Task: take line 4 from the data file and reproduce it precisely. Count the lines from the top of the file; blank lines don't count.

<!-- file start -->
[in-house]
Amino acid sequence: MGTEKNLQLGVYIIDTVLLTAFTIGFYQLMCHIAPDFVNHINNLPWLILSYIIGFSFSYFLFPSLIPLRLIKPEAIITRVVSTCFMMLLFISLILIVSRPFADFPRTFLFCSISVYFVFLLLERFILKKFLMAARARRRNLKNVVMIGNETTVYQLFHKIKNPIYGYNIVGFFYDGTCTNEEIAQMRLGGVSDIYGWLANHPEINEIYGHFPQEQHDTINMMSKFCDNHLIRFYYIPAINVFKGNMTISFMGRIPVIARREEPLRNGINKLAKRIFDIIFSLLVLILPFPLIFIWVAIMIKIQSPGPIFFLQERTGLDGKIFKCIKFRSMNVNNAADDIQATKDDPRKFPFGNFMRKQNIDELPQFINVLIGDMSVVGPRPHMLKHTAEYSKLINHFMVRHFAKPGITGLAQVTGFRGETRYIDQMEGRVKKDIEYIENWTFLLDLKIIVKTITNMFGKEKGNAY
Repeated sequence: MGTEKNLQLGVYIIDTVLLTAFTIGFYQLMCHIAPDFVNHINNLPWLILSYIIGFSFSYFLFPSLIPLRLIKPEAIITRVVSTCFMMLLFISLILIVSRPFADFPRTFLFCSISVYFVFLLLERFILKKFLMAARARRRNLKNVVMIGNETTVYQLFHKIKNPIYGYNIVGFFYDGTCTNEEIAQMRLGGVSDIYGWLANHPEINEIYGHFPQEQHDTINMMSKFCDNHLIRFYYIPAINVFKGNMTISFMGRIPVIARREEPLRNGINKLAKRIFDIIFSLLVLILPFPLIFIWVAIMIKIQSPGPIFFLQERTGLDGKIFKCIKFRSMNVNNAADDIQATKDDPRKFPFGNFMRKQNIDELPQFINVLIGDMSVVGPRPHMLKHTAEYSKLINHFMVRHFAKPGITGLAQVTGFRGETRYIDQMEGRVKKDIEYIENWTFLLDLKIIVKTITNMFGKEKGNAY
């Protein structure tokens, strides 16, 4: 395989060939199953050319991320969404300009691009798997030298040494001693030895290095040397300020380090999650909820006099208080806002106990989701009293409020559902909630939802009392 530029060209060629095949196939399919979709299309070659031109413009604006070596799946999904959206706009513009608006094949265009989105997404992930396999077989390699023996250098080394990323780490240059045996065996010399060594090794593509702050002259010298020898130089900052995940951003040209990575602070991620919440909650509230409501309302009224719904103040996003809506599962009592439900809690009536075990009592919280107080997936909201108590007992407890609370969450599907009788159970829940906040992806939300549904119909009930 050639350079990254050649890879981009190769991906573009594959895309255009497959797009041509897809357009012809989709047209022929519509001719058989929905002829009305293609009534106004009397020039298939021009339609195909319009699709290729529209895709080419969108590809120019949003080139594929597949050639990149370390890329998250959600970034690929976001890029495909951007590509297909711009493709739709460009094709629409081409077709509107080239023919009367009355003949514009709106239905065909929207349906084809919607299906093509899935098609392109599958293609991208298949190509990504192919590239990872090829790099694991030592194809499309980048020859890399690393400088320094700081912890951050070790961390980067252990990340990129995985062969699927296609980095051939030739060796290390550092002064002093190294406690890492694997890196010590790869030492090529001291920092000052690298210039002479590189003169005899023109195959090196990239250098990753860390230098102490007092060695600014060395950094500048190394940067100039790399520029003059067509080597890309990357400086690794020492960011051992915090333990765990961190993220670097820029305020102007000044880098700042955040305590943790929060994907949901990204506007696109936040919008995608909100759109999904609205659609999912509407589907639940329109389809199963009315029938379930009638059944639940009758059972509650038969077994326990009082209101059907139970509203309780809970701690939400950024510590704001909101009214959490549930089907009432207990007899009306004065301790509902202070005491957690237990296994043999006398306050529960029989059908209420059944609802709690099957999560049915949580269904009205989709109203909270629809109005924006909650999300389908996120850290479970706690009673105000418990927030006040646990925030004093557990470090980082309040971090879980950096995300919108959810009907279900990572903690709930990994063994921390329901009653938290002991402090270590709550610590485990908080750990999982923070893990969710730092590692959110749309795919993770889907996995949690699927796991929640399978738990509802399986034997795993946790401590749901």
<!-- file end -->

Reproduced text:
């Protein structure tokens, strides 16, 4: 395989060939199953050319991320969404300009691009798997030298040494001693030895290095040397300020380090999650909820006099208080806002106990989701009293409020559902909630939802009392 530029060209060629095949196939399919979709299309070659031109413009604006070596799946999904959206706009513009608006094949265009989105997404992930396999077989390699023996250098080394990323780490240059045996065996010399060594090794593509702050002259010298020898130089900052995940951003040209990575602070991620919440909650509230409501309302009224719904103040996003809506599962009592439900809690009536075990009592919280107080997936909201108590007992407890609370969450599907009788159970829940906040992806939300549904119909009930 050639350079990254050649890879981009190769991906573009594959895309255009497959797009041509897809357009012809989709047209022929519509001719058989929905002829009305293609009534106004009397020039298939021009339609195909319009699709290729529209895709080419969108590809120019949003080139594929597949050639990149370390890329998250959600970034690929976001890029495909951007590509297909711009493709739709460009094709629409081409077709509107080239023919009367009355003949514009709106239905065909929207349906084809919607299906093509899935098609392109599958293609991208298949190509990504192919590239990872090829790099694991030592194809499309980048020859890399690393400088320094700081912890951050070790961390980067252990990340990129995985062969699927296609980095051939030739060796290390550092002064002093190294406690890492694997890196010590790869030492090529001291920092000052690298210039002479590189003169005899023109195959090196990239250098990753860390230098102490007092060695600014060395950094500048190394940067100039790399520029003059067509080597890309990357400086690794020492960011051992915090333990765990961190993220670097820029305020102007000044880098700042955040305590943790929060994907949901990204506007696109936040919008995608909100759109999904609205659609999912509407589907639940329109389809199963009315029938379930009638059944639940009758059972509650038969077994326990009082209101059907139970509203309780809970701690939400950024510590704001909101009214959490549930089907009432207990007899009306004065301790509902202070005491957690237990296994043999006398306050529960029989059908209420059944609802709690099957999560049915949580269904009205989709109203909270629809109005924006909650999300389908996120850290479970706690009673105000418990927030006040646990925030004093557990470090980082309040971090879980950096995300919108959810009907279900990572903690709930990994063994921390329901009653938290002991402090270590709550610590485990908080750990999982923070893990969710730092590692959110749309795919993770889907996995949690699927796991929640399978738990509802399986034997795993946790401590749901």